Orna Raz

Day 254 Of The War:Trying to Keep Up The Hope

Getting ready for yet another demonstration in Kaplan. My photo
Getting ready for yet another demonstration in Kaplan. My photo


Last night, we heard that there were over 160,000 protesters in Kaplan. Still, as I stood there among this huge crowd, I felt small and helpless. How is it possible that we all know this is a corrupt government, and that the prime minister cares only about staying in power, yet there is nothing within our power to change it? I felt frustrated and angry, but I tried my best to stay in the moment and keep my belief that things will improve soon.

Boaz, a former resident of the north of Israel and an evacuee, was the first speaker last night. He said what we all know: that the north of Israel was taken hostage by Netanyahu. After his painful short speech, Yair Lapid, the head of the opposition, spoke again. It was only last month that he spoke in Kaplan and urged Benny Gantz and Gadi Eizenkot to leave the government. This time, Lapid was perhaps a little bit more hopeful because Gantz and Eizenkot left the government a week ago and joined the opposition. But like all of us, he mourned the soldiers who lost their lives in Gaza and was furious with Netanyahu for making corrupt political deals with the Ultra Orthodox parties concerning the draft, trying to pass corrupt laws that would enable them to maintain the status quo, where their men would not have to carry the burden, like the rest of us, and join the army. Lapid answered the question that keeps me awake at night: How do we force Netanyahu out? He seemed sure that the only way was to protest: “Take a flag and go to the street to demonstrate,” he said, adding, “Hope is the courage to keep going and make changes when the going is tough.”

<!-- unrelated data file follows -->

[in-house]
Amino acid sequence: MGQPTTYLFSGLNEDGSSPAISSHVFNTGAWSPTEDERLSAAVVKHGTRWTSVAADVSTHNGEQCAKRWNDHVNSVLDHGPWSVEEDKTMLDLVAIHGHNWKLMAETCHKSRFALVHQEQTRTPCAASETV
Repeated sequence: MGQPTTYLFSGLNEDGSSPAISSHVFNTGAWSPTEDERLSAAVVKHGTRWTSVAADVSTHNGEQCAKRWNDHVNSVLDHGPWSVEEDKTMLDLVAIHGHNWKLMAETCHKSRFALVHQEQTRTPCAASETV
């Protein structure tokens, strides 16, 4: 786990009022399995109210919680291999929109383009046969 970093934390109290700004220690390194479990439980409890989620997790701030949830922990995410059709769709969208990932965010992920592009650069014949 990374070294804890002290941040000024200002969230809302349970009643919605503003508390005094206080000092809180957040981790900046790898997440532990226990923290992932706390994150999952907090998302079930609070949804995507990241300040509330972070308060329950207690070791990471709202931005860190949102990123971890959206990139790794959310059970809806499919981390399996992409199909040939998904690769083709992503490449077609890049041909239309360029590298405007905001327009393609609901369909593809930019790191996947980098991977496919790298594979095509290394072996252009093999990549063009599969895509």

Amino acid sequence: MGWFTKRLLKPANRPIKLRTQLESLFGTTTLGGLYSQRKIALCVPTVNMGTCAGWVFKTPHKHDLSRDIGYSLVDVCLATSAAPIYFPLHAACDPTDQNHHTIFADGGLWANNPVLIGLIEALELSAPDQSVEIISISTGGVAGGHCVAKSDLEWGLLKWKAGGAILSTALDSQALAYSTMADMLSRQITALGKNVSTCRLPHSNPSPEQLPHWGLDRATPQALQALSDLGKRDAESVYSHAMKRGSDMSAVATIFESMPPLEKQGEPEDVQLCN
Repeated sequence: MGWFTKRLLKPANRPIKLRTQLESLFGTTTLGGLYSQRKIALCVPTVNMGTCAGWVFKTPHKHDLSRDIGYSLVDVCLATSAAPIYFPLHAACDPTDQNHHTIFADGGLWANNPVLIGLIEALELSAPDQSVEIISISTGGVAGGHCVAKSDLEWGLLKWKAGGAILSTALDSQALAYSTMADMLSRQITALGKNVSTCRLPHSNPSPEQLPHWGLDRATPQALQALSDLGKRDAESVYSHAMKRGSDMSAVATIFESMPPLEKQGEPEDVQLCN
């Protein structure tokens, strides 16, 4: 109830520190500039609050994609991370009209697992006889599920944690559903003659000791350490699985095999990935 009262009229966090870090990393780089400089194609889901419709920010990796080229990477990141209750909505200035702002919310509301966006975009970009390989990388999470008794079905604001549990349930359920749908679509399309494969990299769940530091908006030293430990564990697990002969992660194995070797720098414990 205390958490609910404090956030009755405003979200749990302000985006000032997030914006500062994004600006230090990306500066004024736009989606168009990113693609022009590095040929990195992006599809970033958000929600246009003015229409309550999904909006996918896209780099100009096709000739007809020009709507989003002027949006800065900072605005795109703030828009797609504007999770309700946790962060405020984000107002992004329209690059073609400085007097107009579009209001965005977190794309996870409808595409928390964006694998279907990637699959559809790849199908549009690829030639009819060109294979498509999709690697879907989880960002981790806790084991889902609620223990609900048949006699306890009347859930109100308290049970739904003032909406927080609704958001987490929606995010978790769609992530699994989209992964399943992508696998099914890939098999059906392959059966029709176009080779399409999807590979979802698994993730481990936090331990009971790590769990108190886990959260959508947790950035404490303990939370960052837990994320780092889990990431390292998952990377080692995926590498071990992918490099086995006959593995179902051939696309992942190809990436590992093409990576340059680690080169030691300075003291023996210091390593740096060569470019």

Next spoke Nurit Flezental, a mother of a reserve duty soldier in Gaza. She described how tough it is to be a mother of boys in Israel. As she spoke, I suddenly remembered my mother’s first reaction when my daughter was born 42 years ago. She said, “I am so happy that you have a daughter; she will not have to be a fighter.” At that time back in 1982, I didn’t fully understand it. We were students in the US, and the army was very far from my mind. Flezental also said that in Israel, “we raise boys with a repressed knowledge of the sacrifice of Isaac’s”, and concluded that it is not easy to be a parent in Israel with a shaky sense of security and the knowledge that we have been betrayed by our government.

It was a very sad night in Kaplan. This morning, I volunteered in the dining room at the headquarters of the hostages’ families. These days, preparing and serving meals for the families and volunteers at the headquarters is the only place where I find some peace and quiet.

About the Author
I hold a PhD in English Literature from the Hebrew University in Jerusalem, specializing in writing about issues related to women, literature, culture, and society. Having lived in the US for 15 years (between 1979-1994), I bring a diverse perspective to my work. As a widow, in March 2016, I initiated a support and growth-oriented Facebook group for widows named "Widows Move On." The group has now grown to over 2000 members, providing a valuable space for mutual support and understanding.
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